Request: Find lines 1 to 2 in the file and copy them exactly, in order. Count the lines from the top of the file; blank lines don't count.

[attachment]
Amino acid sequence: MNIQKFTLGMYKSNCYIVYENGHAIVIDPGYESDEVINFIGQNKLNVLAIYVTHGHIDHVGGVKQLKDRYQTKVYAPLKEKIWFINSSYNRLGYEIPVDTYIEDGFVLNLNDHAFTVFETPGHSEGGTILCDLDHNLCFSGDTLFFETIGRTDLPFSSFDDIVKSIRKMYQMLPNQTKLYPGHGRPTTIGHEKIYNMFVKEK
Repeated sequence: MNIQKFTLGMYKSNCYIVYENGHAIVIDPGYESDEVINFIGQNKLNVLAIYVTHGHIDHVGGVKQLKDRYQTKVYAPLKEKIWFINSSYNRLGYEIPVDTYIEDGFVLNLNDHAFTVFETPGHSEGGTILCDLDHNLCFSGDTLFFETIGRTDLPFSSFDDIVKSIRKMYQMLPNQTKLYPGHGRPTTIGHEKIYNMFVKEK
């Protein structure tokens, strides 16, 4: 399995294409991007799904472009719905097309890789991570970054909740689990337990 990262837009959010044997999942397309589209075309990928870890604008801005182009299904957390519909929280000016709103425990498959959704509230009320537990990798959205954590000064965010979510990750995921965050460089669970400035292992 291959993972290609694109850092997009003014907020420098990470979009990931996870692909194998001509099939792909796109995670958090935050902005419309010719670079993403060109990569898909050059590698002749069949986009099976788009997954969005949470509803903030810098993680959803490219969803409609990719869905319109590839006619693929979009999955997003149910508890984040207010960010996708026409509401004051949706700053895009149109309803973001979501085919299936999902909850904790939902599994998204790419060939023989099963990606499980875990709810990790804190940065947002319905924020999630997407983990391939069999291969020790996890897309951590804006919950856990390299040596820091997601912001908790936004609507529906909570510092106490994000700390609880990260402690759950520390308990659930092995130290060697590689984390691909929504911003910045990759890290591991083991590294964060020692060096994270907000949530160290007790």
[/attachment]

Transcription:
Amino acid sequence: MNIQKFTLGMYKSNCYIVYENGHAIVIDPGYESDEVINFIGQNKLNVLAIYVTHGHIDHVGGVKQLKDRYQTKVYAPLKEKIWFINSSYNRLGYEIPVDTYIEDGFVLNLNDHAFTVFETPGHSEGGTILCDLDHNLCFSGDTLFFETIGRTDLPFSSFDDIVKSIRKMYQMLPNQTKLYPGHGRPTTIGHEKIYNMFVKEK
Repeated sequence: MNIQKFTLGMYKSNCYIVYENGHAIVIDPGYESDEVINFIGQNKLNVLAIYVTHGHIDHVGGVKQLKDRYQTKVYAPLKEKIWFINSSYNRLGYEIPVDTYIEDGFVLNLNDHAFTVFETPGHSEGGTILCDLDHNLCFSGDTLFFETIGRTDLPFSSFDDIVKSIRKMYQMLPNQTKLYPGHGRPTTIGHEKIYNMFVKEK